Analog A/D reference voltages +12, -12 and +5V on this old A3 board were generated same way with external LT1001 opamps U108, U109 and U107. There are some bodges with resistors and JFETs soldered onto the parts here and there, showing it was work in progress. Key integrating capacitor C102 is much larger film type in blue epoxy package. In modern boards integrating capacitor is just small ceramic MLCC type. Also instead of Elantec EL2016 comparator here we can find LT1016 with designator U110 instead in the board corner.

Gate array chip on prototype board by japanese manufacturer Fujitsu has P/N MB651305 and placed on a blue socket. It’s cool to see ES mark on the gate array PGA package, meaning it is still “Engineering Sample” grade part. Clock source for A3 operation is 20 MHz RASCO 1 oscillator manufactured by Motorola in week 14, year 1986. In-guard microcontroller manufactured by Intel P/N L8360206 also in pretty CERDIP40 package with transparent glass window to allow UV-erase for firmware updates. There is also dead-bugged DIP14 chip with some wires next to MCU, perhaps just some glue logic to handle digital control signals.

AC board also have number of test jump-wires and circuit patches, unmarked DS2E-type relays. Guard switch is mounted to chassis instead of PCB. Voltage regulators for this board was generated on elsewhere instead of local like its done now in production 3458A. That perhaps explains additional LDO on A4.

Notable capacitor build from piece of PTFE-insulated coax wire is already in place on prototype board here. Overall this old A2 board looks less busy than modern production, perhaps with smaller AC voltage functionality set in EP74 3458A unit.

Sourcing missing components

TBD

Bad PCBAs repairs

TBD

A6 PCBA Out-guard power supply

With A6 installed and connected to transformer I got no power to CPU board or display. After sniff tests and poking around the culprit was quickly discovered. L2 filter inductor next to large blue axial capacitor had broken pin and no contact to actual PCB.

And since this inductor was at the input of main +5VDC regulator, nothing else on A6 board was getting power.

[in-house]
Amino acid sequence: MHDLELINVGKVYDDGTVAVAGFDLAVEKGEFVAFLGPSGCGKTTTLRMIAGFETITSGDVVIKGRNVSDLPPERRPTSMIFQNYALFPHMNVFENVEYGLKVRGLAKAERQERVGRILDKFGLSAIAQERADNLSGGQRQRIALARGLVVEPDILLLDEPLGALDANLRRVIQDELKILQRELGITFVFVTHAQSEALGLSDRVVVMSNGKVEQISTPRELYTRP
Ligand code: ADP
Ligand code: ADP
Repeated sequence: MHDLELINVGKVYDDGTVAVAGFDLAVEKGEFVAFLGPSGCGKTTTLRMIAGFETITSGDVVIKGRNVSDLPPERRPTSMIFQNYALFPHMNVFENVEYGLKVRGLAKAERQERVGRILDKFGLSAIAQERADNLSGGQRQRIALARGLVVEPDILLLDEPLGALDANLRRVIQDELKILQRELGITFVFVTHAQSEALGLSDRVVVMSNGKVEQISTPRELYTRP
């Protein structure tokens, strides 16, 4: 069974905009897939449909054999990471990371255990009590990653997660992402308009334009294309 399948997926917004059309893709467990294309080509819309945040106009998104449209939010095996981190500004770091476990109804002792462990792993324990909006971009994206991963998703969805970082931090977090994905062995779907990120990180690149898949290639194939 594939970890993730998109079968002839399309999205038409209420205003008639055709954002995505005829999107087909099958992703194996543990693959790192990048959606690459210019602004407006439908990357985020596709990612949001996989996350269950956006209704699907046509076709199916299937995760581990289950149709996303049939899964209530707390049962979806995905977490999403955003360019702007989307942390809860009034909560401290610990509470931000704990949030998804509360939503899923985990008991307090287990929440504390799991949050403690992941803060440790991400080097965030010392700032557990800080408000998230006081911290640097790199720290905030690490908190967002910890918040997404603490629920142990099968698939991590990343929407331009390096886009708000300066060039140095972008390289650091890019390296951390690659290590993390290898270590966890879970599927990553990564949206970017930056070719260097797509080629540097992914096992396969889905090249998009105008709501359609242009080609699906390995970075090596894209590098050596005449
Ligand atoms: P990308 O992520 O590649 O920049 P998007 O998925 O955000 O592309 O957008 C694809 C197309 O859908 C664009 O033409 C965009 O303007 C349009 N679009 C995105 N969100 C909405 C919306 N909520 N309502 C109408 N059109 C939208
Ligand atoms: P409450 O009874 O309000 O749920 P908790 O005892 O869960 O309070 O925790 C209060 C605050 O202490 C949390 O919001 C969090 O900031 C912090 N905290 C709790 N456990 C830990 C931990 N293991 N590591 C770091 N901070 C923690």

Fixing was simple removing some of the plastic to get access to pin remains, soldering extension pin and populating this contraption on the PCB. In future I’ll replace the whole inductor with a new one, but for now this will work.

And since we are at it, let’s replace old electrolytic caps on A6 PCBA as well.

A quick look and on DC-AC module to generate power to vacuum fluorescent display on front panel. There are two 47 µF 63VDC rated caps and two 220 and 330 µF; capacitors at the input.

Two larger 680 µF 50V capacitors C1 and C11 already started their dirty business with leaking electrolyte. PCB solder mask started to flake near one of the pins. It’s good idea to replace old caps and clean up damaged PCB on old HP instruments, even when externally everything still looks fine and instrument working properly. Don’t delay, replace your capacitors today. :)

Negative pin on C11 position suffered more noticeable damage, perhaps because it was closer to warm regulator nearby.

I didn’t have good replacement in stock at the moment, so for now installed 1100 µF 50V and 820 µF 50V capacitors in C1 and C11 place. Later we can install better sized capacitors here.

Board is now ready for tests and should be working fine.

First power-on with A4, A5, A6, front panel and bad A3 board installed in chassis.

After quick check 3458A powered up and CPU board greeted us with first messages on display. Obviously we’ll get ISOLATOR FAILURE without any inguard electronics. So A4 and broken (drifty U180 hybrid) A3 were installed to poke around some more.

A4 inguard power supply board was tested and confirmed working, with good +5 VDC, -20V, +18V and -18VDC outputs. I don’t have original HP fiber, so here everything connected with aftermarket much longer fiber cable between A3 A/D converter board and A6 outguard power supply/guard crossing interface board.